Cats Talking to Each Other


Do cats talk to each other? We know that cats developed a way to talk to humans by vocalizing. However, cats do not meow to each other a lot when they want to talk to each other; typically, they have different ways to get their messages across.

Cats talk to each other by using their bodies to send signals to other cats, vocalizing (hissing, purring, using their scent to mark territory, using their tails to send messages, rubbing themselves against other cats, and licking and grooming other cats.

Let’s see all the ways cats uses to communicate with each other.

Do cats talk to each other?


Cats talk to each other by meowing in part. Most of the mewing is done toward humans and to make cat owners understand things like:

  • I am hungry
  • Pet me
  • Open the door
  • Let me how
  • Complain if you touch them
  • They are upset
  • They want to play
  • They want to say hello

Although cats use sounds with other cats, such as trills, yowls, hisses, growls, and snarls, their talking skills become better and better just because of their interaction with humans.

Mom cats used to purr and make sounds to communicate with the kittens and make them behave. Cats fighting over territory or the right to mate with another cat might yowl and hiss at other cats.

But the most extensive repertoire is reserved for humans.


Cats are just wonderful little furballs, aren’t they? Both cat lovers and cat owners can agree that a cat can make your day just by licking your hand or staring at you from across the room without blinking. Cats talk to you sometimes, for food, water or to cuddle, and more! 

Cats may talk to you, but have you ever wondered if cats chit-chat and talk smack amongst themselves? The good and bad news is, they do! 

Cats communicate with each other by utilizing other methods than linguistics, such as: 

  1. Vocalization: Meows of Different Pitches, Hissing, Purring, etc., 
  2. Physical Social Cues: Changes In Posture; from cuddling to asserting dominance. 
  3. Chemical Messaging: dispersing pheromones to imply readiness for certain activities.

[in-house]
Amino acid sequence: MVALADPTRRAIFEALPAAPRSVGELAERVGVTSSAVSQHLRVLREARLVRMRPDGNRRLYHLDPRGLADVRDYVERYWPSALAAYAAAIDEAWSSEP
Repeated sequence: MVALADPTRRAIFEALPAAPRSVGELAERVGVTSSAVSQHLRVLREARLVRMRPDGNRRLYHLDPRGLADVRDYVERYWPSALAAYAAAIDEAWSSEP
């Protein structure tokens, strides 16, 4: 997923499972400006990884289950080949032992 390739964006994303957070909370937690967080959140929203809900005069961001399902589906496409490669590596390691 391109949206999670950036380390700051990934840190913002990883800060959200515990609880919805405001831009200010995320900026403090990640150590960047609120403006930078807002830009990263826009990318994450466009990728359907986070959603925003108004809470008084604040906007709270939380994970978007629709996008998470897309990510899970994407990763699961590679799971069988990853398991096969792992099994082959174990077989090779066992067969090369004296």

4. Tail movements
  5. Physical contact

Furthermore, a regular “meow” can be considered a greeting among felines. We’re deciphered this by simply observing how cats behave with their friends. 

Cats completely understand what each other means by certain pitches and social cues established consistently, even without the appropriate resources or capacity to formulate an advanced language. 

They speak with you and amongst themselves as a vast majority of domestic animals do! So the next time you see cats talking, you know some of the primary reasons they would do so… Or they’re just talking about you and are planning a pantry raid. Cats are amazing!


In comparison to their canine counterparts, they are far more subtle and calculate with the ways in which they express emotions and communicate.

Cats are often silent creatures who purr if they’re happy and meow occasionally in healthy living conditions. On the other hand, dogs may bark and be loud quite a bit regardless of their emotions.

We cannot compare the volume the animal expresses themselves to understand whether or not cats communicate. They do, just not in the same ways. 

Dogs will bark and run around quickly or attack one another if need be. For example, a cat may begin to hiss and then slowly approach the target before a fight breaks out.